London's NHS hospitals are close to becoming overwhelmed as coronavirus infection rates continue to surge, an A&E doctor has warned.
Dr Sonia Adesara said hospitals in the capital had "seen a massive rise in people coming in with Covid-19" on top of the usual winter caseload. Staff shortages were compounding the crisis.
Speaking to BBC Breakfast Dr Adesara said: “We are working all-out in the NHS – doctors and nurses are having leave cancelled, they’re doing extra shifts, they’re working extra long hours but its an extremely serious situation.
“The situation is untenable and I think we are very close to becoming overwhelmed.”
Such is the scale of the number of admission, one senior doctor said triage tents - normally reserved for major incidents like terror attacks - could be set up outside hospitals overwhelmed with Covid-19 patients.
Emergency medicine consultant Simon Walsh, who works in north-east London, said staff are working in “major incident mode” as he called on the Government to set out a “coherent plan” to get through the coming weeks.
He said many trusts in London and the South East were having to call on staff to come in to work if they are able to on their days off.
“They are dealing with queues of ambulances outside many emergency departments, often with patients sat in the ambulances for many hours until they can be offloaded into the department because there simply isn’t any space to put them in," Dr Walsh said.
Matthew Kershaw, chief executive of Croydon Health Services NHS Trust, said hospitals were “very pressurised” and “very, very busy” because of the surge in coronavirus cases.
Speaking on BBC Radio 4, he said the service was responding "well to the needs of our population" but that it was a "really important and difficult moment"
Speaking on Tuesday morning, Mr Kershaw said: “We have expanded our capacity here in Croydon, as have hospitals around the capital and indeed across the country.
“So we have increased our critical care capacity, we’ve also got expansion capacity for general beds as well.
“So we have responded, thus far, well to the needs of our population.”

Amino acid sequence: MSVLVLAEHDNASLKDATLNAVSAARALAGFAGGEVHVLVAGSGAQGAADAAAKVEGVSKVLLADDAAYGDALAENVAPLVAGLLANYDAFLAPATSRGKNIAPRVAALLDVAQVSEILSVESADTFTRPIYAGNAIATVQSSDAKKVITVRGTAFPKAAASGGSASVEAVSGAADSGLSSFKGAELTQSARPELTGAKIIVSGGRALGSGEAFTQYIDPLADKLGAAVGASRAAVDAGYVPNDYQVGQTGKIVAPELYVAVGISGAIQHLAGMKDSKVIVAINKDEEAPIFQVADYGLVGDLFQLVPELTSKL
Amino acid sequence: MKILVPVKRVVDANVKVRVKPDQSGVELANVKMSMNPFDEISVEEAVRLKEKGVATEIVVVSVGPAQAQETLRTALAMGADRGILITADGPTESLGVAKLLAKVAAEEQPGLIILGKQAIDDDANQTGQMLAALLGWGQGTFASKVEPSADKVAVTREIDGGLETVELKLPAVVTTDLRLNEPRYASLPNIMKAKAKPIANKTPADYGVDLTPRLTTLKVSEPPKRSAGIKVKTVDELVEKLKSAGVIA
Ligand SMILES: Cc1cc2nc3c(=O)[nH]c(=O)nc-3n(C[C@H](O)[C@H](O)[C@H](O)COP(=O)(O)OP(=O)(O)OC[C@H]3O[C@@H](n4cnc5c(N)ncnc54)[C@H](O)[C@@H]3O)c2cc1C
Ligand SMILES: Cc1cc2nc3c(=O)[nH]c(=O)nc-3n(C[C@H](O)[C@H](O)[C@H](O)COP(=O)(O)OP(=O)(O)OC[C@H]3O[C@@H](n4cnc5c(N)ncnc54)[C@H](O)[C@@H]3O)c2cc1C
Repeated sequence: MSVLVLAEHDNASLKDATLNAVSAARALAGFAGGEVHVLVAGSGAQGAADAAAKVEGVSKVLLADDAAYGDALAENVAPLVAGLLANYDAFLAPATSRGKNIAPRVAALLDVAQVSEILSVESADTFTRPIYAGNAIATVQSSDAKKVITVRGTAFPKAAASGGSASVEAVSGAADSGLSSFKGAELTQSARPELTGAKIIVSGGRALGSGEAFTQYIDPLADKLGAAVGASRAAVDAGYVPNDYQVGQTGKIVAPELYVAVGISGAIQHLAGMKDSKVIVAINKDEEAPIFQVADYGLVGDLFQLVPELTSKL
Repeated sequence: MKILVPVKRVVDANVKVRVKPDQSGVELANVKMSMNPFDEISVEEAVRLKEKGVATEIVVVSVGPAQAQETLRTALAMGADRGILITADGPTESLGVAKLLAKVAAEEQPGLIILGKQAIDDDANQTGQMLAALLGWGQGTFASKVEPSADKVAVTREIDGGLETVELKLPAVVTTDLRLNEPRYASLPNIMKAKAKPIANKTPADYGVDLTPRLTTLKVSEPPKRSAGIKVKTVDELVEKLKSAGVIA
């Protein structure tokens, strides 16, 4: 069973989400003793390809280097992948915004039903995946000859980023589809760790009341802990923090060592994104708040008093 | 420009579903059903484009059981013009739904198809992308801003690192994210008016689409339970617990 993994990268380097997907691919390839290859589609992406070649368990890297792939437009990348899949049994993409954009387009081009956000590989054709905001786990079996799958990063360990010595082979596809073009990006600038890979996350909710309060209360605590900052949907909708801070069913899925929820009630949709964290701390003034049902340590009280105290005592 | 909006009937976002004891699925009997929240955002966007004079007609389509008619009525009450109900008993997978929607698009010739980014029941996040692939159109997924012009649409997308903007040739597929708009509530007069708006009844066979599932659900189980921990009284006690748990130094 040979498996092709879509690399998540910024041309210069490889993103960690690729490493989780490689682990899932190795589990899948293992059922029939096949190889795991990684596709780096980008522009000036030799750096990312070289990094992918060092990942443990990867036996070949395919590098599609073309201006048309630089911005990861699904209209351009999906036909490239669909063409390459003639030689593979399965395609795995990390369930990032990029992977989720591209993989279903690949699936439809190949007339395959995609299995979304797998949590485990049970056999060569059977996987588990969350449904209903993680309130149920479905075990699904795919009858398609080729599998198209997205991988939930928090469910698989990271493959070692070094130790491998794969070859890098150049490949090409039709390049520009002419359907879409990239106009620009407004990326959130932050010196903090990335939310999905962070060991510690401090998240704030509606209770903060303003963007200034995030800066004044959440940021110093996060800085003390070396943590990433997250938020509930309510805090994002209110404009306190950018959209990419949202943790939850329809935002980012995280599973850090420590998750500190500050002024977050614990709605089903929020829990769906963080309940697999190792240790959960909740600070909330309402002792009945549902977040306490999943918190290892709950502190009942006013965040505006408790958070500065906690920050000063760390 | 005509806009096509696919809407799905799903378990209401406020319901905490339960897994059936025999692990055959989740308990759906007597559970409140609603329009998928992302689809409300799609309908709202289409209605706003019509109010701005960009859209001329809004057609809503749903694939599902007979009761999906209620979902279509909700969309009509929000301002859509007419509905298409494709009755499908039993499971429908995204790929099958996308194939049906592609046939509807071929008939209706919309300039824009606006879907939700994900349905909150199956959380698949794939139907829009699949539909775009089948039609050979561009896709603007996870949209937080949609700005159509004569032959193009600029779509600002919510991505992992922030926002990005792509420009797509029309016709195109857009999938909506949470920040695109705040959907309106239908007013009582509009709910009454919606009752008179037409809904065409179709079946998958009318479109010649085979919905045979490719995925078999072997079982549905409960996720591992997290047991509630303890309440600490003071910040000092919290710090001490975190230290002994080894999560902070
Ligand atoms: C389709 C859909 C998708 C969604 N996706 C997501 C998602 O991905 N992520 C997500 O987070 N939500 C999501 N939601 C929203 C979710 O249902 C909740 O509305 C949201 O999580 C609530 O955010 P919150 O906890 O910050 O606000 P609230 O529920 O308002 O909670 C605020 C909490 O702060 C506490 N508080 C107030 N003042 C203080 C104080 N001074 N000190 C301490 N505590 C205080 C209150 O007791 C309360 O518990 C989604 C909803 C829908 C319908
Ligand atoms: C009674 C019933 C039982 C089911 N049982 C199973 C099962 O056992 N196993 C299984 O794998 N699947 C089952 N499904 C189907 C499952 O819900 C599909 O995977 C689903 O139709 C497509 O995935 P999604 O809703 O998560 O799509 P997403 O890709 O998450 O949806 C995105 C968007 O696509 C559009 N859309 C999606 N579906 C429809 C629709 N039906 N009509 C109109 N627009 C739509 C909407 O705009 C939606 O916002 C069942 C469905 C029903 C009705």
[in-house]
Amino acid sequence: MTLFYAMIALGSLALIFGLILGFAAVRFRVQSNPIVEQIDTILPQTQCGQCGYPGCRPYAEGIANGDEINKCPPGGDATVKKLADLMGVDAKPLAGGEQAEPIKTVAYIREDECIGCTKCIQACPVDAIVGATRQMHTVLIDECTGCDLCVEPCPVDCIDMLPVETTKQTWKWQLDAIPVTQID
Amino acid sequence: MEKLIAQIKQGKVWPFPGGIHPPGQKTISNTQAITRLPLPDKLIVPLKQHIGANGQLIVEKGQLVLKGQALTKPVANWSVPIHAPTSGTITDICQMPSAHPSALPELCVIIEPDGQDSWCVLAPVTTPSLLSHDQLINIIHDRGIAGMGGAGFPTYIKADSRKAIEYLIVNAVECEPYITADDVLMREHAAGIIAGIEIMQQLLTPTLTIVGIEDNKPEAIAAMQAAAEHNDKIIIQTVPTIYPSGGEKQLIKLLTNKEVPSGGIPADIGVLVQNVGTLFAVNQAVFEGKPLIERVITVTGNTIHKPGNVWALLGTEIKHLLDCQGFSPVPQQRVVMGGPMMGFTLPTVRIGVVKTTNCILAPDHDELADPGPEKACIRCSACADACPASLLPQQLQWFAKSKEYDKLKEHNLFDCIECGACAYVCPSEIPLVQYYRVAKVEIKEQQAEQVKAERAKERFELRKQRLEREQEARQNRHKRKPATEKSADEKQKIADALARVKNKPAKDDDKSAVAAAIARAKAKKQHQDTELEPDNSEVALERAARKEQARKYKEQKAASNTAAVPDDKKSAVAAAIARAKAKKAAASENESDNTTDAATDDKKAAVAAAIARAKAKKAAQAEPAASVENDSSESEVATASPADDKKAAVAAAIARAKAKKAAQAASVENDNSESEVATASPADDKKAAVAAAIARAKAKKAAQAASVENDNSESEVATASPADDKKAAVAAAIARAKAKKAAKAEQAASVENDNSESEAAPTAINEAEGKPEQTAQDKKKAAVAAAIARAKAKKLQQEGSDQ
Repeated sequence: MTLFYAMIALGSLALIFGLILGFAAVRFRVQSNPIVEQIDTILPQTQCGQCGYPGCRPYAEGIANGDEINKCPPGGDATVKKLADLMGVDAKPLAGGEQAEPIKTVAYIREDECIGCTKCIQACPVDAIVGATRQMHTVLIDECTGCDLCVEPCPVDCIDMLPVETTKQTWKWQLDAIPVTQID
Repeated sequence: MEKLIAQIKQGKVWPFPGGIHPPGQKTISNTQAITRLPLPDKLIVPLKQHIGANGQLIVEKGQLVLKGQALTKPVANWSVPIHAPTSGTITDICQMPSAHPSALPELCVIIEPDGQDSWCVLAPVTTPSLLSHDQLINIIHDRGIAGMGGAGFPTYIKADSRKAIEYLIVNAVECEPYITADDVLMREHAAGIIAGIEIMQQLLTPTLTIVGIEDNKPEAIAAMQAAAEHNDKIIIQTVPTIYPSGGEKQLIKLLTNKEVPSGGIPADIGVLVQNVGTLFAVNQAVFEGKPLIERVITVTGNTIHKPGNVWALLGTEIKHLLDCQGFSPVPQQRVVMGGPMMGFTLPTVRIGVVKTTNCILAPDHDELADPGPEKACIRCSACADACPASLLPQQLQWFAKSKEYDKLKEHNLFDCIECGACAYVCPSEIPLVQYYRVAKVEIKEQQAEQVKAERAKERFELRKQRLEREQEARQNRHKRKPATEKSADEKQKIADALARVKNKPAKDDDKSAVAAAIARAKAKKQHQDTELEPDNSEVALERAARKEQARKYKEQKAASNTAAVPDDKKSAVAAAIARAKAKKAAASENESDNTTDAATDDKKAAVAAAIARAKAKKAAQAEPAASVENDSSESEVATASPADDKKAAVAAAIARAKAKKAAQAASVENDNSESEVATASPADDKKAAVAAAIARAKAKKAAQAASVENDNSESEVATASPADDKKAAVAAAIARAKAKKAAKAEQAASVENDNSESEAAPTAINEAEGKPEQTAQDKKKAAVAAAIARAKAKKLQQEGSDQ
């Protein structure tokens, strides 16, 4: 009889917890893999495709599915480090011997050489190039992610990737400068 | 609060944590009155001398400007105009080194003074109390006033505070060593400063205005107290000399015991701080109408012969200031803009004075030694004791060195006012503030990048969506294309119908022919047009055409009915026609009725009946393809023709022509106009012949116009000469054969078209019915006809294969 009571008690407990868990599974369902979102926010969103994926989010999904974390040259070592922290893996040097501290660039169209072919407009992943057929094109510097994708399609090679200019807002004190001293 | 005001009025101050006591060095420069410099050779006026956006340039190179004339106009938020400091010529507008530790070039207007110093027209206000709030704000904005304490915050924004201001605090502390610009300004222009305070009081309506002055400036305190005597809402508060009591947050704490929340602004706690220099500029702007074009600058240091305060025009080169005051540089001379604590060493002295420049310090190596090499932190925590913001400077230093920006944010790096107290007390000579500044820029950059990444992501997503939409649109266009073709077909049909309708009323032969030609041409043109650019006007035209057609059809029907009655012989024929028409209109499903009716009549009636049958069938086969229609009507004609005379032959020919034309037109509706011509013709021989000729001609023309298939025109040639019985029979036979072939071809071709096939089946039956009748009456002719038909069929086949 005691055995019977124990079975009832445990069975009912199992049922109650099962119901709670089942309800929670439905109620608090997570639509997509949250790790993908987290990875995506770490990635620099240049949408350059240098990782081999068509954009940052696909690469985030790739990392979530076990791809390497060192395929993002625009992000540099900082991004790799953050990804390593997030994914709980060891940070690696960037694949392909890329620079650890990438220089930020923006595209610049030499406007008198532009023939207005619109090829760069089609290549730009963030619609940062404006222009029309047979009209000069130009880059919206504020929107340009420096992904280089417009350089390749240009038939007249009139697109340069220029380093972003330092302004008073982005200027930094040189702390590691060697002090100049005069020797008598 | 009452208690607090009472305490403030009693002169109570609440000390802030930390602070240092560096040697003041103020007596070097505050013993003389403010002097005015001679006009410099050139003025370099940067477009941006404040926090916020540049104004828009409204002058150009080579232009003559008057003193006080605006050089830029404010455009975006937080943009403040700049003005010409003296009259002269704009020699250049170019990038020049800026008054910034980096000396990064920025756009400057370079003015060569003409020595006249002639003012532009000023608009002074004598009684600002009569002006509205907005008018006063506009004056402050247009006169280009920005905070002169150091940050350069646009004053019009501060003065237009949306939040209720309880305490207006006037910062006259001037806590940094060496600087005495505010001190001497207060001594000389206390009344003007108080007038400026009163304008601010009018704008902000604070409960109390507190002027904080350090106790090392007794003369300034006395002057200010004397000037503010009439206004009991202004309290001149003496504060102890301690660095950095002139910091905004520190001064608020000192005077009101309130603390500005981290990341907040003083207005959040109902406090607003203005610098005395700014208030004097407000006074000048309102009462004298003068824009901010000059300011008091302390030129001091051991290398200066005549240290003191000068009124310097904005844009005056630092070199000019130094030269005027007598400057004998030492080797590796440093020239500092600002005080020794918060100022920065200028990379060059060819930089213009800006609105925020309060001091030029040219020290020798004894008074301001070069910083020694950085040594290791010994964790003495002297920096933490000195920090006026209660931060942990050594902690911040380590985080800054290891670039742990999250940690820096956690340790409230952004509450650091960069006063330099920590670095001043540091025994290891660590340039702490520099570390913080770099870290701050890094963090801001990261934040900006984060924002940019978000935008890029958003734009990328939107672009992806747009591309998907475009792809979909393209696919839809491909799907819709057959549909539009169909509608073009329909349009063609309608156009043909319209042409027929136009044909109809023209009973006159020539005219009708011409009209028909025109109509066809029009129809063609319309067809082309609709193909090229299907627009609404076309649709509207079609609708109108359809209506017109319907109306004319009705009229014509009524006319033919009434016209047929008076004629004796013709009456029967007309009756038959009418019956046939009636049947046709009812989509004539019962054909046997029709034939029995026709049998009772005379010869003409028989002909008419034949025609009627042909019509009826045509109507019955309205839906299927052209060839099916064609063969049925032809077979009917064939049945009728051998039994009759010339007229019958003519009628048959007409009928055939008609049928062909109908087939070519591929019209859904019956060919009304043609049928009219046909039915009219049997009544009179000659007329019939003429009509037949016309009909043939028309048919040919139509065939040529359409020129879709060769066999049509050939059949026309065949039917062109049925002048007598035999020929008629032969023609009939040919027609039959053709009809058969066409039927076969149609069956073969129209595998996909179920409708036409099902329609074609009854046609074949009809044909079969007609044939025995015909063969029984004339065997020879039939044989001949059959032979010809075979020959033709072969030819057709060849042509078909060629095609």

But he added: “It is very, very busy… and it’s a really important and difficult moment but we are responding well at this moment.”
Earlier on Tuesday the chief executive of NHS England warned healthcare workers were "back in the eye of the storm" amid rising coronavirus cases in the UK.
Sir Simon Stevens paid tribute to nurses, doctors, therapists and countless other NHS workers who had overcome their "toughest year", as well as cleaners and non-medical staff such as carers, volunteers and care home workers in a New Year message recorded at a vaccination centre.
His message was reenforced by Andrew Hayward, professor of infectious diseases epidemiology at University College London, and a member of the Government’s New and Emerging Respiratory Virus Threats Advisory Group (Nervtag).He told BBC Radio 4’s Today programme: “I think we are entering a very dangerous new phase of the pandemic and we’re going to need decisive, early, national action to prevent a catastrophe in January and February.
“A 50% increase in transmissibility means that the previous levels of restrictions that worked before won’t work now, and so Tier 4 restrictions are likely to be necessary or even higher than that.
“I think we’re really looking at a situation where we’re moving into near lockdown, but we’ve got to learn the lessons from the first lockdown.”
Dr Adesara said ambulance queues are now commonplace as a shortage of beds means they are unable to offload their patients, but she said compared to April, medical staff were getting much, much better and more experienced at treating the virus.
“We are doing all that we can and we will continue doing all that we can to keep everyone safe and make sure everyone is cared for, but I do think if we continue with current rate of admissions we are very, very close to becoming overwhelmed.”